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2 STATISTICAL

INVESTIGATION

INTRODUCTION
By the term investigation (or enquiry) we mean the search for information or knowledge.
Statistical investigation, thus, implies search for knowledge with the help of statistical devices

enquiries have always required considerable skill on the part of the statistician, rooted in a broad
knowledge of the subject matter area and combined with considerable ingenuity in overcoming

the numerical facts since statistical analysis is not possible without them.
For example, if an investigation is made into accounts of a college hostel, then the investigation
will mainly cover:
1. Income from residents as seat rent, meal charge, any grant from college.
2. Expenditure as hostel rent, overhead charges.
3. Expenditure on dry rations, broad meals, including special meals.
4. Expenditure for annual functions.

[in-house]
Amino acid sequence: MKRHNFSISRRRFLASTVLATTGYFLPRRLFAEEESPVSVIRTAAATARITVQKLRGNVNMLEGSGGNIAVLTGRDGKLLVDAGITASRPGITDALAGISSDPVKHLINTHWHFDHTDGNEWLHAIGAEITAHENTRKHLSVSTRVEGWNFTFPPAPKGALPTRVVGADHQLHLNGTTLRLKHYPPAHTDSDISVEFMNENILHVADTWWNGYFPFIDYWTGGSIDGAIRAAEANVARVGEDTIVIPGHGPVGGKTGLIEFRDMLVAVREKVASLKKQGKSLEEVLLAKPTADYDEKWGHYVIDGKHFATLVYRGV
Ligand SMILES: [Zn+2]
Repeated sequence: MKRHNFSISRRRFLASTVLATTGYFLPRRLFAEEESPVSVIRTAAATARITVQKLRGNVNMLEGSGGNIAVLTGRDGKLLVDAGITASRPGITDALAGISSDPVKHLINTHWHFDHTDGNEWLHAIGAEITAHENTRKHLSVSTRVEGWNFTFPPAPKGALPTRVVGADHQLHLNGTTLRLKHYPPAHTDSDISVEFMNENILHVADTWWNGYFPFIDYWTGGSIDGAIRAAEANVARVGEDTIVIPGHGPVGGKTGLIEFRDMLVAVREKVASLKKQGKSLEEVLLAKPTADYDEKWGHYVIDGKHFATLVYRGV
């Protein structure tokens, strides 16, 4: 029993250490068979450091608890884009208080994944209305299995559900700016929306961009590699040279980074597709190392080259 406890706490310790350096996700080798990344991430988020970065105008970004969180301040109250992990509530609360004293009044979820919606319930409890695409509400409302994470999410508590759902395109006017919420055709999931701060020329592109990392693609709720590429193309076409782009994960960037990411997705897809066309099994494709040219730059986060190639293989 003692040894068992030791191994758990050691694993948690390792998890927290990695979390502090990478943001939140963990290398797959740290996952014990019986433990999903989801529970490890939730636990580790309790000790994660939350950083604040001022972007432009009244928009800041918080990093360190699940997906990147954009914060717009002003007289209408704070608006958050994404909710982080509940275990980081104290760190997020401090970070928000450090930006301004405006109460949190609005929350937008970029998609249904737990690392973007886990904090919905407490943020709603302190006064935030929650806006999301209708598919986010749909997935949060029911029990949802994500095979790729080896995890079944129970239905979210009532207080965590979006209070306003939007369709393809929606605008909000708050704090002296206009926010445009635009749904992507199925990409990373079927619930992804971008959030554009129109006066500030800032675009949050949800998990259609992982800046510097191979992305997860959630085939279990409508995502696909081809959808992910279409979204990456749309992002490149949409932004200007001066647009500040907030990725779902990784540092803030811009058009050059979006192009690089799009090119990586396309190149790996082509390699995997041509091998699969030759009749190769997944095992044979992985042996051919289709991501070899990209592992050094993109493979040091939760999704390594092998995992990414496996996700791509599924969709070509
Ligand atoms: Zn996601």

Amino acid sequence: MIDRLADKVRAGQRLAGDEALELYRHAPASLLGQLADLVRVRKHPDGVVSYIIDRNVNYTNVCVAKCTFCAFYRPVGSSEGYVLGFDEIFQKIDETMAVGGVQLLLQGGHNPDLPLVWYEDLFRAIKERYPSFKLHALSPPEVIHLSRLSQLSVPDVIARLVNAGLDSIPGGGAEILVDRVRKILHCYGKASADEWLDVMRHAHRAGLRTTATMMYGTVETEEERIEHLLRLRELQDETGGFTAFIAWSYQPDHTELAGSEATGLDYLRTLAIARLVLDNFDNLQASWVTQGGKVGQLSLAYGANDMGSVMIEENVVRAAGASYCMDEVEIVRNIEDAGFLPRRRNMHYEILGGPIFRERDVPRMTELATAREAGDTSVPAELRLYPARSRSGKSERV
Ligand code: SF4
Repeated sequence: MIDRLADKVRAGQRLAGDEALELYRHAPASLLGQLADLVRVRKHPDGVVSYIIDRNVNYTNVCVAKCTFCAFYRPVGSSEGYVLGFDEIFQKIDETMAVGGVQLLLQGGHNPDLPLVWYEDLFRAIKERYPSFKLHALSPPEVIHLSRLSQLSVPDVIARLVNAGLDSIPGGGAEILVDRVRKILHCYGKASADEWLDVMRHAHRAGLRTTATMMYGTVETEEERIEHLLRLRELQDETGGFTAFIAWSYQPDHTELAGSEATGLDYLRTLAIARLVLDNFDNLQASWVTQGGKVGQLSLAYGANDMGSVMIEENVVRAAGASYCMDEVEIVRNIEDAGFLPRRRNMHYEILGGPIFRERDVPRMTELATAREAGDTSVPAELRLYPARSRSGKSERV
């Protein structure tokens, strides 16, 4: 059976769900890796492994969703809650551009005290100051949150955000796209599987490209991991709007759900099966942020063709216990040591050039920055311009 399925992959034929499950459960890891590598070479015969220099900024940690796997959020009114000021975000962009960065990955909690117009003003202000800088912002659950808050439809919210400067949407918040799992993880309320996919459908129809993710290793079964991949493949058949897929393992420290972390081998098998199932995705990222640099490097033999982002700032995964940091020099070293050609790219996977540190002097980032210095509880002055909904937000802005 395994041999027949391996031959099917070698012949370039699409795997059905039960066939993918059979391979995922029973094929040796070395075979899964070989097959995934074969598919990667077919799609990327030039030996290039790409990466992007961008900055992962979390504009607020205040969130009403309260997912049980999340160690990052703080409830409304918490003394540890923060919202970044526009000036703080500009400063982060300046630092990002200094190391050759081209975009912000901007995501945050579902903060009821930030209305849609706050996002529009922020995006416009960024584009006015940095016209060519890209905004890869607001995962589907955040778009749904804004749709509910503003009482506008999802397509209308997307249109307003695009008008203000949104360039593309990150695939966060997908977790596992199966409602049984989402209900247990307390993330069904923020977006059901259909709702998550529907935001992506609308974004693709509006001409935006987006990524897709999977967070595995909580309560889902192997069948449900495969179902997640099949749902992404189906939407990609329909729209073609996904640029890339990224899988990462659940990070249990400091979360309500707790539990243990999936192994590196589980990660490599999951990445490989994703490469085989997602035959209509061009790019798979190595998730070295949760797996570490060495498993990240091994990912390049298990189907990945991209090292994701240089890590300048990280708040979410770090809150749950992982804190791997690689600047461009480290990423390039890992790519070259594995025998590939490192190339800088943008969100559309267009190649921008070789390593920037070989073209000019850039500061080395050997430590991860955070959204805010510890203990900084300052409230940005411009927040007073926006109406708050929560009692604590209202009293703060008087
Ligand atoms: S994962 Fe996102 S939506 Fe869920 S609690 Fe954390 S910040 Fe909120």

ORGANISATION OF STATISTICAL INVESTIGATION


Statistical investigation is a long and comprehensive process. It extends over various stages from

1. Planning of statistical investigation.


2. Collection of data.
3. Editing of data.
4. Presentation of data.

6. Interpretation of data.
7. Preparation of the report.
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PLANNING OF STATISTICAL INVESTIGATION

execution. Careful planning is essential to get the best results at the minimum cost and time. It
is essential to consider the following points while planning a statistical investigation.
1. Objective of the enquiry should be fully known.
2. Scope of the enquiry should be determined.
3. Nature of information to be collected should be decided.

5. Source of data collection or type of data to be used, that is, primary or secondary should
be decided.